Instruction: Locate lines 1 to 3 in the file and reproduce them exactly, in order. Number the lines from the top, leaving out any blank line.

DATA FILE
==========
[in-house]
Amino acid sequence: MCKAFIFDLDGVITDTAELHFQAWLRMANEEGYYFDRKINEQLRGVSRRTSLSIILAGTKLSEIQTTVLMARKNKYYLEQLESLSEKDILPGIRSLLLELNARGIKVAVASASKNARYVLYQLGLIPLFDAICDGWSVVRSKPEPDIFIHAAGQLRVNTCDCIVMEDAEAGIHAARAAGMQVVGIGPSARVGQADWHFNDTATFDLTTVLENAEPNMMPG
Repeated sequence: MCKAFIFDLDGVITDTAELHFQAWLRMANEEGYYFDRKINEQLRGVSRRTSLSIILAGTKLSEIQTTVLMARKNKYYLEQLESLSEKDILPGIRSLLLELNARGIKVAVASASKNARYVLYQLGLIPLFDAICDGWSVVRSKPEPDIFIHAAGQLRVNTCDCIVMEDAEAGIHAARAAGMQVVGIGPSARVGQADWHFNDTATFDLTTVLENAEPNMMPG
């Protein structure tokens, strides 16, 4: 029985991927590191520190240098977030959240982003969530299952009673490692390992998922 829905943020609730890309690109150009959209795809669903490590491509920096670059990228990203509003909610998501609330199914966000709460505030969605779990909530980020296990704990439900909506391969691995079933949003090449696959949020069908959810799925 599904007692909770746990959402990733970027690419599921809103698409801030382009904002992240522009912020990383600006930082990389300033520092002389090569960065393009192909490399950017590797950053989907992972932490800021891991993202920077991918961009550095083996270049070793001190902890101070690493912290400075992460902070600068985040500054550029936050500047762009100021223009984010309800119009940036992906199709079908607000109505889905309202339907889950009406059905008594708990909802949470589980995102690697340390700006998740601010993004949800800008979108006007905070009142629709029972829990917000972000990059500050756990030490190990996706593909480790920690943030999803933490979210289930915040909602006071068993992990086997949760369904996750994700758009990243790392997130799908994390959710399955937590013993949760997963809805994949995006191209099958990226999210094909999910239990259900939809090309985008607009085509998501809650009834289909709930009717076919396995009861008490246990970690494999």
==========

[in-house]
Amino acid sequence: MCKAFIFDLDGVITDTAELHFQAWLRMANEEGYYFDRKINEQLRGVSRRTSLSIILAGTKLSEIQTTVLMARKNKYYLEQLESLSEKDILPGIRSLLLELNARGIKVAVASASKNARYVLYQLGLIPLFDAICDGWSVVRSKPEPDIFIHAAGQLRVNTCDCIVMEDAEAGIHAARAAGMQVVGIGPSARVGQADWHFNDTATFDLTTVLENAEPNMMPG
Repeated sequence: MCKAFIFDLDGVITDTAELHFQAWLRMANEEGYYFDRKINEQLRGVSRRTSLSIILAGTKLSEIQTTVLMARKNKYYLEQLESLSEKDILPGIRSLLLELNARGIKVAVASASKNARYVLYQLGLIPLFDAICDGWSVVRSKPEPDIFIHAAGQLRVNTCDCIVMEDAEAGIHAARAAGMQVVGIGPSARVGQADWHFNDTATFDLTTVLENAEPNMMPG